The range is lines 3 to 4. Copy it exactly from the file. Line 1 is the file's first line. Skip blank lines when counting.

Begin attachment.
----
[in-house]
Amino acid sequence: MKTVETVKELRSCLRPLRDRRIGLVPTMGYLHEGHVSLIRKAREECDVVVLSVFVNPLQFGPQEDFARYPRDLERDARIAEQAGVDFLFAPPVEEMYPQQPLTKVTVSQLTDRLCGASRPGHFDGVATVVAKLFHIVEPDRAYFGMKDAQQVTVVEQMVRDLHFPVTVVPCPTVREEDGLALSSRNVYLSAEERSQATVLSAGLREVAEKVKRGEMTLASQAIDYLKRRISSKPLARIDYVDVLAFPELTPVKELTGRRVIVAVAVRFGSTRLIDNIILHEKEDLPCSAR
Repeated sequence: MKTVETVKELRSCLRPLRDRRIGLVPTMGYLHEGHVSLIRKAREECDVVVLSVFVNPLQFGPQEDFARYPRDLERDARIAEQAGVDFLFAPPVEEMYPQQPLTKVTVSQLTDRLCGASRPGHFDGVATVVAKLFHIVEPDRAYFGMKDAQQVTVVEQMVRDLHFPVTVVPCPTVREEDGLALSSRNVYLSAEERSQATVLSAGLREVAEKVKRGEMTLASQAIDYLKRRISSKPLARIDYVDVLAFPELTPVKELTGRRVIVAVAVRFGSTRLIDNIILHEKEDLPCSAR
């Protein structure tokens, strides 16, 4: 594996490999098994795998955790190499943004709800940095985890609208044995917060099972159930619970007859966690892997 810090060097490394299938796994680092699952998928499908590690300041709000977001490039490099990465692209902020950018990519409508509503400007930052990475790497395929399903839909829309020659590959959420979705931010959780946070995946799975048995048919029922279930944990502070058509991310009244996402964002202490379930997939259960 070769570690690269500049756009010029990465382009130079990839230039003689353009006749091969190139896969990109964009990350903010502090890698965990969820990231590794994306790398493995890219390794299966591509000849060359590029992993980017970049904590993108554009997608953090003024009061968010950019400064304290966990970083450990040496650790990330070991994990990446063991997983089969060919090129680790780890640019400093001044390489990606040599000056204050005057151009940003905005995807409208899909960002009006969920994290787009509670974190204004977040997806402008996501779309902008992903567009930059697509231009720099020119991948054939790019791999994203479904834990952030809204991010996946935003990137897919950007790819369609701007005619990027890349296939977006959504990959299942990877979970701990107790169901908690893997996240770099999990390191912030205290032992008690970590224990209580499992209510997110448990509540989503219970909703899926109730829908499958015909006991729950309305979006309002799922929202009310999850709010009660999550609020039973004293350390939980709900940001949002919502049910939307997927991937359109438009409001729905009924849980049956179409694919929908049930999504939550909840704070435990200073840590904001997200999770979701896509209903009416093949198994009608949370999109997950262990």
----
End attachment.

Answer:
Repeated sequence: MKTVETVKELRSCLRPLRDRRIGLVPTMGYLHEGHVSLIRKAREECDVVVLSVFVNPLQFGPQEDFARYPRDLERDARIAEQAGVDFLFAPPVEEMYPQQPLTKVTVSQLTDRLCGASRPGHFDGVATVVAKLFHIVEPDRAYFGMKDAQQVTVVEQMVRDLHFPVTVVPCPTVREEDGLALSSRNVYLSAEERSQATVLSAGLREVAEKVKRGEMTLASQAIDYLKRRISSKPLARIDYVDVLAFPELTPVKELTGRRVIVAVAVRFGSTRLIDNIILHEKEDLPCSAR
């Protein structure tokens, strides 16, 4: 594996490999098994795998955790190499943004709800940095985890609208044995917060099972159930619970007859966690892997 810090060097490394299938796994680092699952998928499908590690300041709000977001490039490099990465692209902020950018990519409508509503400007930052990475790497395929399903839909829309020659590959959420979705931010959780946070995946799975048995048919029922279930944990502070058509991310009244996402964002202490379930997939259960 070769570690690269500049756009010029990465382009130079990839230039003689353009006749091969190139896969990109964009990350903010502090890698965990969820990231590794994306790398493995890219390794299966591509000849060359590029992993980017970049904590993108554009997608953090003024009061968010950019400064304290966990970083450990040496650790990330070991994990990446063991997983089969060919090129680790780890640019400093001044390489990606040599000056204050005057151009940003905005995807409208899909960002009006969920994290787009509670974190204004977040997806402008996501779309902008992903567009930059697509231009720099020119991948054939790019791999994203479904834990952030809204991010996946935003990137897919950007790819369609701007005619990027890349296939977006959504990959299942990877979970701990107790169901908690893997996240770099999990390191912030205290032992008690970590224990209580499992209510997110448990509540989503219970909703899926109730829908499958015909006991729950309305979006309002799922929202009310999850709010009660999550609020039973004293350390939980709900940001949002919502049910939307997927991937359109438009409001729905009924849980049956179409694919929908049930999504939550909840704070435990200073840590904001997200999770979701896509209903009416093949198994009608949370999109997950262990």